|Fort Rodman was the Army's officially name for the installation and it was completed on May 11, 1861. Brass and iron cannons were mounted to protect the Clark’s Cove and Acushnet River approaches to New Bedford. This installation was temporarily named Fort Taber, in honor of the city’s chief executive. As the granite fort was yet unnamed and appeared on government records simply as “the fort at Clark’s Point” so it was natural to refer to it locally as Fort Taber. This local diction persists even today. In 1898 the entire military property was officially named in honor of Lt. Col. William Logan Rodman of New Bedford, killed in the Civil War battle at Port Hudson, Louisiana. At the turn of the century, Fort Rodman was place on caretaker basis, with a small body of troops to insure the protection of weapons and federal property. During that period, the remainder of the modernized seacoast artillery batteries was completed. The gradual build up of port defense continued throughout the early part of the century. During the First World War the Harbor Defenses were increased dramatically. |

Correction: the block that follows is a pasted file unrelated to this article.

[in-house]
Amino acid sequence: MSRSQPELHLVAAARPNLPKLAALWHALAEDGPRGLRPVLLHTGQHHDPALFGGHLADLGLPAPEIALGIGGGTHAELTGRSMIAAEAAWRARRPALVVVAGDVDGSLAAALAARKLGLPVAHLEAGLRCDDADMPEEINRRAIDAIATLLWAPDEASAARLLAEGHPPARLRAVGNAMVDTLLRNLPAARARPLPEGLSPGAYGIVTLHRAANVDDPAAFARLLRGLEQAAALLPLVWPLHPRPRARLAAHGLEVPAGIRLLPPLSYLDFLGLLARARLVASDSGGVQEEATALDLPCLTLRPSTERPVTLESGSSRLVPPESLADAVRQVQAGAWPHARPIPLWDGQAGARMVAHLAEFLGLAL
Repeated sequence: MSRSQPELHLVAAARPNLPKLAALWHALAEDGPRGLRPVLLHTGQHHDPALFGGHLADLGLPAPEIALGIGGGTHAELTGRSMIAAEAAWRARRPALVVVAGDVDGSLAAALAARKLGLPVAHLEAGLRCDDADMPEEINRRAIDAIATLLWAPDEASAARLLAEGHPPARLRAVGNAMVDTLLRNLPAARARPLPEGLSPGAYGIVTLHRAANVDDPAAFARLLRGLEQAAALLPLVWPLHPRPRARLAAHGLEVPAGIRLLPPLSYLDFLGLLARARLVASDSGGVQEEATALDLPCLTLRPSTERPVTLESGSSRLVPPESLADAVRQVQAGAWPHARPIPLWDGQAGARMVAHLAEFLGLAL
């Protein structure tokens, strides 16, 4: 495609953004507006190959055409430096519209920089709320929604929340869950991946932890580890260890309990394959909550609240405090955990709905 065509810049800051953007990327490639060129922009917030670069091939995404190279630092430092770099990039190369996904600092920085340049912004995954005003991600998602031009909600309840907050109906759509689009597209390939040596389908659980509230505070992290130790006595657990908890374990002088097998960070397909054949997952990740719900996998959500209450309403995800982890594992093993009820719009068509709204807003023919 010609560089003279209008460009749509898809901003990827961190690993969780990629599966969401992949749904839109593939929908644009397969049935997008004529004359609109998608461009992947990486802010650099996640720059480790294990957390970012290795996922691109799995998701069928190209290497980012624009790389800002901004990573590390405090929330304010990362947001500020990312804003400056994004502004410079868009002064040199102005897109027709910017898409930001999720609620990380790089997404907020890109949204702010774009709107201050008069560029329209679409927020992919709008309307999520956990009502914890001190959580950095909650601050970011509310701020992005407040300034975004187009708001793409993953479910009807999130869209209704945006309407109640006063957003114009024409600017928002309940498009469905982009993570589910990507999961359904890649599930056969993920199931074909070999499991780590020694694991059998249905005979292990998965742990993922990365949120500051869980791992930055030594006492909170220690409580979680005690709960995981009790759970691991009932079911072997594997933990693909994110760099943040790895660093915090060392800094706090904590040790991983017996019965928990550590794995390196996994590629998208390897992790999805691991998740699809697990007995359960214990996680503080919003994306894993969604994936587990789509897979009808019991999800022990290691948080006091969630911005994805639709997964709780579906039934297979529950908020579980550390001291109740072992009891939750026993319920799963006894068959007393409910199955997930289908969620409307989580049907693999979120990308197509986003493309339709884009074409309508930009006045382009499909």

All batteries, with the exception of Battery Milliken, are examples of the so-called Endicott-Taft Era of coastal defenses.